February 20, 2019

Digital Empowers Regional Forum: Atlanta


Digital Empowers Atlanta
Buffy Swinehart of Aflac demonstrates their My Special Aflac Duck, a plush companion that is both a social robotic duck and a medical device that helps children with pediatric cancer.


Digital Empowers Atlanta
Benjamin Andrews, Georgia Institute of Technology, Ayesha Khanna, Points of Light; Blake Patton, Managing Partner, Tech Square Ventures; Burunda Prince, Comcast NBCUniversal The Farm Tech Accelerator; and Michael Britt, Energy Innovation Center, Southern Company discuss how to foster inclusive innovation in Atlanta.


Digital Empowers Atlanta
Steve Orr, Tata Consultancy Services; Christopher G. Burger, InterContinental Hotels Group; David Lee, UPS; and Craig Sultan, The Home Depot discuss the intersection of commerce and innovation.


Digital Empowers Atlanta
Nzinga Shaw, Senior Vice President and Chief Diversity and Inclusion Officer, Atlanta Hawks and State Farm Arena shares the importance of promoting inclusion in organizations.

Digital Empowers explores how cross-sector partnerships leverage technology to bring greater access and equity to individuals and communities. 

On December 4, 2018, at the Campaign’s first regional forum in Atlanta, city leaders and innovators shared new partnerships and technologies solving societal challenges. Three major trends emerged from the Digital Empowers Atlanta: inclusive technology ecosystems, public health and personal wellness, and community infrastructure. 

Key Takeaways

  • Businesses of all sizes, sectors, and stages play a role in Atlanta’s progress—economic, social, and environmental.
  • Technology is growing as the underlying foundation of cross-sector partnerships—empowering, committing, and informing all stakeholders by means of shared, transparent systems supported by advanced analytics.
  • Despite advancements in artificial intelligence and personalization, the human factor is equally important in solving social problems.

Why Atlanta


Atlanta as the next great tech hub
Digital Empowers Atlanta explored the future of tech and social impact in the city.

Atlanta is an economic powerhouse. Home to major transportation depots, strong academic and research institutions, and significant financial and retail infrastructure, growth and innovation are thriving. According to the Georgia Chamber of Commerce, between 2017 and 2018 the state reported a 233% growth in corporate headquarters listings—of which a significant portion includes the tech sector, reporting a 153% growth. Atlanta’s technology industry is expanding, in part, due to the work of groups like the Georgia Centers of Innovation and the Technology Association of Georgia, as well as academic institutions such as Georgia State University and Georgia Institute of Technology, and its incubator, Advanced Technology Development Center (ATDC). Still, Atlanta is so much more. Local leaders are invested. The community is welcoming. And it’s altruistic, entrepreneurial spirit radiates—leaving no doubt as to why Atlanta is leading the world in terms of inclusive innovation.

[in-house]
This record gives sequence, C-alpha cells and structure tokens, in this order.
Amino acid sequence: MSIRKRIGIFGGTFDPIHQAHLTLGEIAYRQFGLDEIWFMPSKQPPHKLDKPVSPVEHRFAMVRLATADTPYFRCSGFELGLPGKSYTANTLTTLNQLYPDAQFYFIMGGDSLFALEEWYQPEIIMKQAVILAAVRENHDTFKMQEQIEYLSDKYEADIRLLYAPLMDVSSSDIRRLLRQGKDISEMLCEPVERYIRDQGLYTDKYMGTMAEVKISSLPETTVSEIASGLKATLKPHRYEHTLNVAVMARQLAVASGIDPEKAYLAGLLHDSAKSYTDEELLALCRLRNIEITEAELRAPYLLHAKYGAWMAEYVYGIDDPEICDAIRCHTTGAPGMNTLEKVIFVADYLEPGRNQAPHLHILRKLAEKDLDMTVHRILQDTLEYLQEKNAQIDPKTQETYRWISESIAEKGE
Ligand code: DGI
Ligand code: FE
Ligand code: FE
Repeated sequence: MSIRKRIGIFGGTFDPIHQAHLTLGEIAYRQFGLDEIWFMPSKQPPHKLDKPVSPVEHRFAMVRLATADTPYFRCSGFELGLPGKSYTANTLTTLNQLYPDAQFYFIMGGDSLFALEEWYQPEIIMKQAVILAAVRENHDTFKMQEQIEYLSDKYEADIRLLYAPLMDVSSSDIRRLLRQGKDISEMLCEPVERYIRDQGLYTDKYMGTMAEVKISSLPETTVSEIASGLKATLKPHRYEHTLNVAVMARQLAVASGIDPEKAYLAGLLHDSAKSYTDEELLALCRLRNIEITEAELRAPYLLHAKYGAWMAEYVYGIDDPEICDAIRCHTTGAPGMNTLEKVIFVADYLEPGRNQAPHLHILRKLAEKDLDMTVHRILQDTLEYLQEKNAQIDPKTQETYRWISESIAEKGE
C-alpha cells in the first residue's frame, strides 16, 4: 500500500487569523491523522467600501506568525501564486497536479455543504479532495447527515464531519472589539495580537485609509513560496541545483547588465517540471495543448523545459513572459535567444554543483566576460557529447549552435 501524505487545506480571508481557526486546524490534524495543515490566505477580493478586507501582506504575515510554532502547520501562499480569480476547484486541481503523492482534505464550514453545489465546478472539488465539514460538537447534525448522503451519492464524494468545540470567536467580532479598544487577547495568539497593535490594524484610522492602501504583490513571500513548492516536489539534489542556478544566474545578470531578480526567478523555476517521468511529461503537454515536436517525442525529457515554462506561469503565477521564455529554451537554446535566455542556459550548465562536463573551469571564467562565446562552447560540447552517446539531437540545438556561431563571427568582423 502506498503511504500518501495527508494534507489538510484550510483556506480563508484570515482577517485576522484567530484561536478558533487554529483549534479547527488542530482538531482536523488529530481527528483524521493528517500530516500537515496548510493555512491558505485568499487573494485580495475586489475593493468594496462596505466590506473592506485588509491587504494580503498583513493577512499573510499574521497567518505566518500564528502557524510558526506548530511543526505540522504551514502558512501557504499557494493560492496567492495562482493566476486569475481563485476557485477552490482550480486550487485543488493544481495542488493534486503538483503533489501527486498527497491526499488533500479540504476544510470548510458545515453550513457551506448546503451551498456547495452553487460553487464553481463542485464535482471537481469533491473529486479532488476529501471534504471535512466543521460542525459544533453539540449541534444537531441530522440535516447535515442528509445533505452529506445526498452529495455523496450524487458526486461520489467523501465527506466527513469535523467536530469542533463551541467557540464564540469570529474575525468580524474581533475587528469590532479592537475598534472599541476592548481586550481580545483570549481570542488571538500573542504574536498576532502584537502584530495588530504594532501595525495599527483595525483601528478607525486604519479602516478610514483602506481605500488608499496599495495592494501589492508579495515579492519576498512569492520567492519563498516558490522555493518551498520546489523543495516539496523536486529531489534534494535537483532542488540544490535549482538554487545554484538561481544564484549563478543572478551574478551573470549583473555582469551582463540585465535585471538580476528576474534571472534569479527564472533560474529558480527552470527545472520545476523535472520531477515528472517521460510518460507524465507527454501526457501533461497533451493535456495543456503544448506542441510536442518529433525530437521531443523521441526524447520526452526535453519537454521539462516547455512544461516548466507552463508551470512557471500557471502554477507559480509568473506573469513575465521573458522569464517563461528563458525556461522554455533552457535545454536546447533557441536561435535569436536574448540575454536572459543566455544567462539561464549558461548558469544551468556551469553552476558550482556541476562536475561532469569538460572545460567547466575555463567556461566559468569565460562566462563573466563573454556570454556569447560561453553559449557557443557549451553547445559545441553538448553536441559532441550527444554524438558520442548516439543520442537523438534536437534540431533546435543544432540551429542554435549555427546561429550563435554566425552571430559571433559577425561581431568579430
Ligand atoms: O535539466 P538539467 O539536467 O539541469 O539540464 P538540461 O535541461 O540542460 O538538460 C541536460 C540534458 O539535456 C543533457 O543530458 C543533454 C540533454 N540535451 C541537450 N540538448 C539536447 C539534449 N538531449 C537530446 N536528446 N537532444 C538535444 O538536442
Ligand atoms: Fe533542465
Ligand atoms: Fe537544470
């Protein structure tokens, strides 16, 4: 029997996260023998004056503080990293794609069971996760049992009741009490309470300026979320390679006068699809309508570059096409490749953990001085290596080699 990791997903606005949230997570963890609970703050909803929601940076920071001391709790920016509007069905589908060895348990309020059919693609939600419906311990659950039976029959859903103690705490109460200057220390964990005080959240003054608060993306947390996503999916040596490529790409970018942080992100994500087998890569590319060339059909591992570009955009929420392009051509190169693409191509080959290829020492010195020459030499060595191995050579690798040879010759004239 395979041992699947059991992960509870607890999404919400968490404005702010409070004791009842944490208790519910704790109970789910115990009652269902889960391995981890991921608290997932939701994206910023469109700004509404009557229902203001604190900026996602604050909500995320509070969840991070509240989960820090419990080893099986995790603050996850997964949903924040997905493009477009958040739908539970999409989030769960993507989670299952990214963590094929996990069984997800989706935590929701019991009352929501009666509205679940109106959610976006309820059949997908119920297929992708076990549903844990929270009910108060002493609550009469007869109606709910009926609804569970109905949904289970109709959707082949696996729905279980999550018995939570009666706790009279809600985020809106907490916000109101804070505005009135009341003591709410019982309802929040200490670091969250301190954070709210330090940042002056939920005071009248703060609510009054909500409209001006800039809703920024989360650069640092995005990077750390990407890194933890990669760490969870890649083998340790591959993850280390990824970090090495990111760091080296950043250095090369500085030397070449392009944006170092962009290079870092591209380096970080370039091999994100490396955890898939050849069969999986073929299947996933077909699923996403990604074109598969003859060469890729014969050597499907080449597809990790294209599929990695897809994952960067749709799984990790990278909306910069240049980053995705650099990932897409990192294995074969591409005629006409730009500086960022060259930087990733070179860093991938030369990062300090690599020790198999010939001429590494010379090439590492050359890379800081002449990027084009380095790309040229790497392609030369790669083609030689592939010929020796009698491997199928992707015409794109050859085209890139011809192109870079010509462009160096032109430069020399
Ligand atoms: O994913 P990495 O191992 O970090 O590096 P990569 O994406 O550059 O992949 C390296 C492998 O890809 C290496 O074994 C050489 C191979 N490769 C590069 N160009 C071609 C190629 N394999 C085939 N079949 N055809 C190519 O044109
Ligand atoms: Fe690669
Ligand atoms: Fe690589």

Key Trends

Building an Inclusive Ecosystem

In addition to its diverse industries, Atlanta has a diverse population in term of age, race and ethnicity, experience, and ability. A notable 62% of Atlantans identify as an ethnic minority and 38% of the metro area is between the ages 20 and 39. Yet, like other cities, Atlanta faces challenges in varying the technology industry. To counter these trends, Digital Empowers Atlanta speakers shared the importance to curate STEM experiences for youth. They also shared the importance of developing talent in the early stages of careers through mentoring and intentional recruitment of minority entrepreneurs. Speakers from the Atlanta Hawks and Points of Light highlighted that established companies need to look for talent in unexpected places and institute specific strategies to better engage and retain minority employees.